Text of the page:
Diesel Particulate Filter DPF
A diesel particulate filter sometimes referred to as a DPF removes the diesel particulate matter (or soot) from the exhaust gas of a diesel vehicle, therefore reducing particulate emissions.
Why Do Cars Have DPF's?
With changes to the car emissions legislation, the 'Euro 5' standards will make diesel particulate filters a commonplace in diesel car exhausts as catalytic converters are in petrol cars.
How Does a Diesel Particulate Work or DPF Work?
Unlike a Catalytic Converter a DPF is not a flow through device, and works by forcing the gasses to flow through the filter. As the channels of the filter are blocked at alternate ends, the gasses are forced to flow through the cell walls in order to exit the filter. As the cell walls are porous, the gasses are allowed to pass through, but the particulate matter is deposited on the cell walls. This ensures that only the clean exhaust gasses can exit, and the particulate matter is trapped in the filter.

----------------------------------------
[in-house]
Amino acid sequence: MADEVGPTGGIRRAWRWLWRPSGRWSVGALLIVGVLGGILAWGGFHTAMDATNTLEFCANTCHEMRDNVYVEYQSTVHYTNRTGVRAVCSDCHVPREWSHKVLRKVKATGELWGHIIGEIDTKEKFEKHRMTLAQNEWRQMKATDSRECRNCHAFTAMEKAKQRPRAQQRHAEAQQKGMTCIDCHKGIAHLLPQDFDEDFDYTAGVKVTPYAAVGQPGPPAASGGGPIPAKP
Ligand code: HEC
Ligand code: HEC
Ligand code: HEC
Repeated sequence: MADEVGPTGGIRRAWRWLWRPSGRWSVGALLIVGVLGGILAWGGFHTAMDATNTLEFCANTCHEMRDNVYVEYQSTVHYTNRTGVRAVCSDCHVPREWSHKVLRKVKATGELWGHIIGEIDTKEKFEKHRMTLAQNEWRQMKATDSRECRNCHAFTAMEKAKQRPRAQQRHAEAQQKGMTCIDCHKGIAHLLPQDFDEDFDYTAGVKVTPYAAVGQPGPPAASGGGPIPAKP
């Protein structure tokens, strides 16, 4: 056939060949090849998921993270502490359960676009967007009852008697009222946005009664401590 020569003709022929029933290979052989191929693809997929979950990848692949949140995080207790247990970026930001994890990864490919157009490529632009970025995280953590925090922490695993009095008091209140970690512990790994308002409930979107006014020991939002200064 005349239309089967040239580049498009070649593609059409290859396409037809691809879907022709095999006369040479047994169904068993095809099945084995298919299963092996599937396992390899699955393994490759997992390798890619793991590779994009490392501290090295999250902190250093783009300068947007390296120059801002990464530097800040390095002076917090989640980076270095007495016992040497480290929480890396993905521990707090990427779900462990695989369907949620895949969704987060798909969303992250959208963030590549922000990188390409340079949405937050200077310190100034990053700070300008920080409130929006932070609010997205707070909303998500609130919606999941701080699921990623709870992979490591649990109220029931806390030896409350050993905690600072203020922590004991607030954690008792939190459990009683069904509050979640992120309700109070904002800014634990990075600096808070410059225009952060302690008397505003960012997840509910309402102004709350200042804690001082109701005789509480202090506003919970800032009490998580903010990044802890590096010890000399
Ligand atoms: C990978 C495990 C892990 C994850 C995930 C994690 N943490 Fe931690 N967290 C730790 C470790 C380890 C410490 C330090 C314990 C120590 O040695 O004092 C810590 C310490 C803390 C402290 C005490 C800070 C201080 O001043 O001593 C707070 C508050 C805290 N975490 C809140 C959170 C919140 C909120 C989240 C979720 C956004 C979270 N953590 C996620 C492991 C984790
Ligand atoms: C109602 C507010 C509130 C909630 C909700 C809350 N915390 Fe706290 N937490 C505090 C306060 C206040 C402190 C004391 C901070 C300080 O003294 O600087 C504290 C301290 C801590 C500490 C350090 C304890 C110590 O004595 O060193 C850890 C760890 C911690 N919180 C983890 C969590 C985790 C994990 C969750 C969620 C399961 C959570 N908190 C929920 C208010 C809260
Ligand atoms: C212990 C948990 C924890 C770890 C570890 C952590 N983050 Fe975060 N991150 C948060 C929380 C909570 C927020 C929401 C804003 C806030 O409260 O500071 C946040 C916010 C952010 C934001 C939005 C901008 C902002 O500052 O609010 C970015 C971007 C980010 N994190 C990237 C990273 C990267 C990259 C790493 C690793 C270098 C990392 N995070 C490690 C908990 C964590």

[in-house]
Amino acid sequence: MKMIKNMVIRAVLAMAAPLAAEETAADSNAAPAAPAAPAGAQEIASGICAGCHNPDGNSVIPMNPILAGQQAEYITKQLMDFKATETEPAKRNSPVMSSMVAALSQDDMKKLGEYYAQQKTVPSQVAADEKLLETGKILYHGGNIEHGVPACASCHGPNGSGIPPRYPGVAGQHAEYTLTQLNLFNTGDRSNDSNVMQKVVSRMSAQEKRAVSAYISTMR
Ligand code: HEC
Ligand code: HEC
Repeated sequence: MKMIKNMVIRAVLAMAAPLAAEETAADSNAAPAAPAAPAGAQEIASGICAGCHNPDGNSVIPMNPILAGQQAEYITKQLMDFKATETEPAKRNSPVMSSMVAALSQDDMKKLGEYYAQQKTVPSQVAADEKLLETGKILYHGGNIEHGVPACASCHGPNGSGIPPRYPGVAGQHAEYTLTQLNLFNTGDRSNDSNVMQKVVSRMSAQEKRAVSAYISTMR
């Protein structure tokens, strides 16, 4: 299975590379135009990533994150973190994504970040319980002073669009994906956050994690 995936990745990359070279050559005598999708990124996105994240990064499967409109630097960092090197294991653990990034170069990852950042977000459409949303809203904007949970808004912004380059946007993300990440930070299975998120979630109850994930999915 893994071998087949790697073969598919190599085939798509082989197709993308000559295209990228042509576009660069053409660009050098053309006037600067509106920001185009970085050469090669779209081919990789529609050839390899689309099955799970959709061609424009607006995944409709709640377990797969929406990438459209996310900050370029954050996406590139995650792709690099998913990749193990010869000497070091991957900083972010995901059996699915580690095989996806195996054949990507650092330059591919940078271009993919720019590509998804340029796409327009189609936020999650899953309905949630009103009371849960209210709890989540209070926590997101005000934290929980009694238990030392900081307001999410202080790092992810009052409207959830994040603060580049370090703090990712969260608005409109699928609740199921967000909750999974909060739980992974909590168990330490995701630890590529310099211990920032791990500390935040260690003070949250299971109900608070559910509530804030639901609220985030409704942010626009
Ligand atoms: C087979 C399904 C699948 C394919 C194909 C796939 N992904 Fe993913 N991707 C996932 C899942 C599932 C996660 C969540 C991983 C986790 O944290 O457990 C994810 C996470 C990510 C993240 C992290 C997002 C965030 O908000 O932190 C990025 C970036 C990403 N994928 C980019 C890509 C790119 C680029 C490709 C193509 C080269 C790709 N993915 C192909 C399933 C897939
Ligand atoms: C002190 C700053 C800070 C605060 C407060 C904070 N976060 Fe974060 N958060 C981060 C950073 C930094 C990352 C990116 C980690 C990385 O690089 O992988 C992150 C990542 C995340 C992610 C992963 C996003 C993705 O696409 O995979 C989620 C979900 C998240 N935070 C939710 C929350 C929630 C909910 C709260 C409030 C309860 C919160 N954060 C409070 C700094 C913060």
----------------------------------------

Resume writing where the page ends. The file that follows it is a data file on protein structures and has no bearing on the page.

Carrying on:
Passive regeneration takes place automatically on motorway-type runs when the exhaust temperature is high. Many cars don't get this sort of use though so manufacturers have to design-in 'active' regeneration where the engine management computer (ECU) takes control of the process.
Active Regeneration occurs when the level of soot in the filter reaches around 45%. The ECU makes small adjustments to the fuel injection timing and increases the exhaust gas temperature. This increases the exhaust temperature which then initiates the regeneration process, burning away the soot trapped in the DPF. If the journey is a bit stop/start the regeneration may not complete and the warning light will come on to show that the filter is partially blocked.
It should be possible to start a complete regeneration and clear the warning light by driving for 20 minutes or so at speeds greater than 40mph.
If you ignore the warning light and keep driving in a relatively slow, stop/start pattern the soot loading will continue to build up until around 75% when you can expect to see other dashboard warning lights come on too. At this point driving at speed alone will not be enough and you will have to take the car to a dealer for a forced regeneration.
If you continue to ignore warnings and the soot loading keeps increasing then the most likely outcome will be that you will have to get a the DPF replaced.